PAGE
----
Air Pockets in the Cooling System
Sometimes an air pocket will form after removing a part or flushing the engine's cooling system. This is a problem with certain models, and a special procedure like raising the rear or front of the vehicle is required to remove these difficult pockets.
This question mentions the lower radiator hose. This is a clear indication that the system has drained and now has an air pocket. This can leave the water pump with no coolant to circulate; water pump cavitation.
Note that there are two types of cooling systems, the series and the parallel. A series system flows around the cylinders, then to the back of the block before flowing to the cylinder heads. With a parallel system, the coolant flows around all the cylinders, and through passages located beside each cylinder, then into the cylinder head, instead of sending it to the back of the engine block first.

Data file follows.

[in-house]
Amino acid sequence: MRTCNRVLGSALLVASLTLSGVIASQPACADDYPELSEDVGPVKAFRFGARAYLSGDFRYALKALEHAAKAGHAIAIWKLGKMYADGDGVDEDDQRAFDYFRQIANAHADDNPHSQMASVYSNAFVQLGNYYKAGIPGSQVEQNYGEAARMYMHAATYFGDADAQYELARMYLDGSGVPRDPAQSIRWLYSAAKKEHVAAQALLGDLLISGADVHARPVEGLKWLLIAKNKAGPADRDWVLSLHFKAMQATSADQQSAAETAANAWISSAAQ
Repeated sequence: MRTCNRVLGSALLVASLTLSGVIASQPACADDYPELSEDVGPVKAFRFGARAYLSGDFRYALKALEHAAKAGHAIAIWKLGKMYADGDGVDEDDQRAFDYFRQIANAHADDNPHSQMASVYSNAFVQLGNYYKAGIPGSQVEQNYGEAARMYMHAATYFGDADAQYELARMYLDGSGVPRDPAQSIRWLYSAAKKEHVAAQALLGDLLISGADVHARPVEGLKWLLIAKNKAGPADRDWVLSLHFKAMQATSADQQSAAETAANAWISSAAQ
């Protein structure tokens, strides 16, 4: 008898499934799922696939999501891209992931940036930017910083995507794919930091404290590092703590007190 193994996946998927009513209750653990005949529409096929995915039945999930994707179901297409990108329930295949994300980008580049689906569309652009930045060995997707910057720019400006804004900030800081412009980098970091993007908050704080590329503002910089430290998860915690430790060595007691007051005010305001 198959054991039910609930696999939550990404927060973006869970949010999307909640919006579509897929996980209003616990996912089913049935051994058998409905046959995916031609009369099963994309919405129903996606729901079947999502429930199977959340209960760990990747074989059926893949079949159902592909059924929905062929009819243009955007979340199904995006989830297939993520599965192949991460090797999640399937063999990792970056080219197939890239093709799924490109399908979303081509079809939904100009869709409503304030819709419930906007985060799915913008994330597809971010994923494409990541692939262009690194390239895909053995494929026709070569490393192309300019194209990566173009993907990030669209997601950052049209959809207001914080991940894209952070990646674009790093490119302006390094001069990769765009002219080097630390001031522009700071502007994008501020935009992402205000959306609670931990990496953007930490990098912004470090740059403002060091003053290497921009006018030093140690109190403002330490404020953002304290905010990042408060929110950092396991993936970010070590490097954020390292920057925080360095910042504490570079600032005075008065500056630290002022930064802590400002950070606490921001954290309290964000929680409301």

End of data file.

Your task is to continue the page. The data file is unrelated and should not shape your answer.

A special tool can be used to force the coolant into difficult systems using shop air. Remember to use caution when dealing with hot coolant, many have received burns attempting to remove stubborn air pockets.
Check the manufacturer's manual for any special procedures before proceeding. A stubborn air pocket can prevent engine cooling fan operation. If there’s no coolant passing through a closed thermostat and across the (ECT) engine coolant temperature sensor, the PCM will not receive the correct signal preventing vital fan operation.